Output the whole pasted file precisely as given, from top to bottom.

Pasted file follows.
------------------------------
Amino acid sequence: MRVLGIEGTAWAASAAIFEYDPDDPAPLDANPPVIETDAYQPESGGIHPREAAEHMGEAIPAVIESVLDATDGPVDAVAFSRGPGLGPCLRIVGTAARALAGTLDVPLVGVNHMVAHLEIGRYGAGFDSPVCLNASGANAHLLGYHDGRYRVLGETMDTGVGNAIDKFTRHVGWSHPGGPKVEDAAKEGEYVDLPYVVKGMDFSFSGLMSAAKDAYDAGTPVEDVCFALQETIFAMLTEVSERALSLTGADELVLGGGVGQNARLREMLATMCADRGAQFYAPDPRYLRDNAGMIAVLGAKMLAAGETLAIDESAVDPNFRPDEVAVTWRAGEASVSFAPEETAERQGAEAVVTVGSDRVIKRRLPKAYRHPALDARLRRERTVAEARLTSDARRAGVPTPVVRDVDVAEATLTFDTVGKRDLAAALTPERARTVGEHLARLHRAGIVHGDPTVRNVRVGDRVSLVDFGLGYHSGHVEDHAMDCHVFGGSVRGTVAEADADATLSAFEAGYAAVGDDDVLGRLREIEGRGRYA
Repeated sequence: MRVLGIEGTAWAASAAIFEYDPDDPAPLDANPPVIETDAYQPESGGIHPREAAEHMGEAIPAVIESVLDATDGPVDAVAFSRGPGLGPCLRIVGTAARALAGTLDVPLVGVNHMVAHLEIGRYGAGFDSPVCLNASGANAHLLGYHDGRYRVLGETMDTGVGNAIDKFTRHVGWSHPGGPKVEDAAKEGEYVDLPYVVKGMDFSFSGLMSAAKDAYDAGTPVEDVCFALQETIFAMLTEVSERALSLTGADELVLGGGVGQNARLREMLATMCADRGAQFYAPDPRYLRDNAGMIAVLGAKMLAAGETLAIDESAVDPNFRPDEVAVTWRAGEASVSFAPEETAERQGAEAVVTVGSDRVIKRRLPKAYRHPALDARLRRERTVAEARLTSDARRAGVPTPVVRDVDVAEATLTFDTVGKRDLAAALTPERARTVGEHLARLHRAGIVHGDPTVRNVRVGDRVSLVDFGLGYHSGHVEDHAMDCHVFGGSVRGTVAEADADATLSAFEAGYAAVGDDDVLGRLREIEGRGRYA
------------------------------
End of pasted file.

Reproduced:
Amino acid sequence: MRVLGIEGTAWAASAAIFEYDPDDPAPLDANPPVIETDAYQPESGGIHPREAAEHMGEAIPAVIESVLDATDGPVDAVAFSRGPGLGPCLRIVGTAARALAGTLDVPLVGVNHMVAHLEIGRYGAGFDSPVCLNASGANAHLLGYHDGRYRVLGETMDTGVGNAIDKFTRHVGWSHPGGPKVEDAAKEGEYVDLPYVVKGMDFSFSGLMSAAKDAYDAGTPVEDVCFALQETIFAMLTEVSERALSLTGADELVLGGGVGQNARLREMLATMCADRGAQFYAPDPRYLRDNAGMIAVLGAKMLAAGETLAIDESAVDPNFRPDEVAVTWRAGEASVSFAPEETAERQGAEAVVTVGSDRVIKRRLPKAYRHPALDARLRRERTVAEARLTSDARRAGVPTPVVRDVDVAEATLTFDTVGKRDLAAALTPERARTVGEHLARLHRAGIVHGDPTVRNVRVGDRVSLVDFGLGYHSGHVEDHAMDCHVFGGSVRGTVAEADADATLSAFEAGYAAVGDDDVLGRLREIEGRGRYA
Repeated sequence: MRVLGIEGTAWAASAAIFEYDPDDPAPLDANPPVIETDAYQPESGGIHPREAAEHMGEAIPAVIESVLDATDGPVDAVAFSRGPGLGPCLRIVGTAARALAGTLDVPLVGVNHMVAHLEIGRYGAGFDSPVCLNASGANAHLLGYHDGRYRVLGETMDTGVGNAIDKFTRHVGWSHPGGPKVEDAAKEGEYVDLPYVVKGMDFSFSGLMSAAKDAYDAGTPVEDVCFALQETIFAMLTEVSERALSLTGADELVLGGGVGQNARLREMLATMCADRGAQFYAPDPRYLRDNAGMIAVLGAKMLAAGETLAIDESAVDPNFRPDEVAVTWRAGEASVSFAPEETAERQGAEAVVTVGSDRVIKRRLPKAYRHPALDARLRRERTVAEARLTSDARRAGVPTPVVRDVDVAEATLTFDTVGKRDLAAALTPERARTVGEHLARLHRAGIVHGDPTVRNVRVGDRVSLVDFGLGYHSGHVEDHAMDCHVFGGSVRGTVAEADADATLSAFEAGYAAVGDDDVLGRLREIEGRGRYA